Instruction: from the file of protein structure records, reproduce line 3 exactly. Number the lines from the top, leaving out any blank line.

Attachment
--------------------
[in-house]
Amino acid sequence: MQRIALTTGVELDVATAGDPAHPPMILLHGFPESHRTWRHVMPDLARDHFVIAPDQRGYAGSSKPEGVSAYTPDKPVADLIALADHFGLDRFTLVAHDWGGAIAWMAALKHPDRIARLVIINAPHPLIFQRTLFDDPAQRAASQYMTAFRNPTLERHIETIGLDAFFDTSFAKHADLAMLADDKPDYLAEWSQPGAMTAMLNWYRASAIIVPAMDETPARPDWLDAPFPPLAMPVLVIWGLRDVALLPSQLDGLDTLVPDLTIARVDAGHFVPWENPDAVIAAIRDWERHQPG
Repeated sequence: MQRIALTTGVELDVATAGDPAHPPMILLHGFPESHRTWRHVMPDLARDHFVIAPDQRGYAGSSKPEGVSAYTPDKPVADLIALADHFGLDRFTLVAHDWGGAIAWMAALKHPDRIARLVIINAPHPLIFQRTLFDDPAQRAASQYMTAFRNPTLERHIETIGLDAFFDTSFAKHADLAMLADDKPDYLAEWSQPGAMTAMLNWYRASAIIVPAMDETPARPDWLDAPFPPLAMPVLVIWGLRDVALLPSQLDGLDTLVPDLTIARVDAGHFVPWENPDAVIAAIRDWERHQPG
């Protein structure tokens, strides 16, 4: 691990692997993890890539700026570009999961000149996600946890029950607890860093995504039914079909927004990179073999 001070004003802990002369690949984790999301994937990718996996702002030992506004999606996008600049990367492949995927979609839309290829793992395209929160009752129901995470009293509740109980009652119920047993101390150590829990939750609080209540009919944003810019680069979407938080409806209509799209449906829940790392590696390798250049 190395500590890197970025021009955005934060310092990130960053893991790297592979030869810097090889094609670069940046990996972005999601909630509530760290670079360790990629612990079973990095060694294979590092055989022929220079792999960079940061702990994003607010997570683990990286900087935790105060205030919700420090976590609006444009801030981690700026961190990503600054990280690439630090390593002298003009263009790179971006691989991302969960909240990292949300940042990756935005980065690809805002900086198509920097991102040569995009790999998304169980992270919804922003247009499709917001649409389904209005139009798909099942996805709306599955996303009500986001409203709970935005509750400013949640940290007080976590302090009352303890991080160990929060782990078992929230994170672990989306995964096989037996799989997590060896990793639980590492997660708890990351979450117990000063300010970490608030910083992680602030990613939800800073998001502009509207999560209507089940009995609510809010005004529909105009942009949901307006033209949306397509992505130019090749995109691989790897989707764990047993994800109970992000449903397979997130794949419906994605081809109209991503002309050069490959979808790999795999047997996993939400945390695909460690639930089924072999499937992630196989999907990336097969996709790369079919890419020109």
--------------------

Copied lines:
Repeated sequence: MQRIALTTGVELDVATAGDPAHPPMILLHGFPESHRTWRHVMPDLARDHFVIAPDQRGYAGSSKPEGVSAYTPDKPVADLIALADHFGLDRFTLVAHDWGGAIAWMAALKHPDRIARLVIINAPHPLIFQRTLFDDPAQRAASQYMTAFRNPTLERHIETIGLDAFFDTSFAKHADLAMLADDKPDYLAEWSQPGAMTAMLNWYRASAIIVPAMDETPARPDWLDAPFPPLAMPVLVIWGLRDVALLPSQLDGLDTLVPDLTIARVDAGHFVPWENPDAVIAAIRDWERHQPG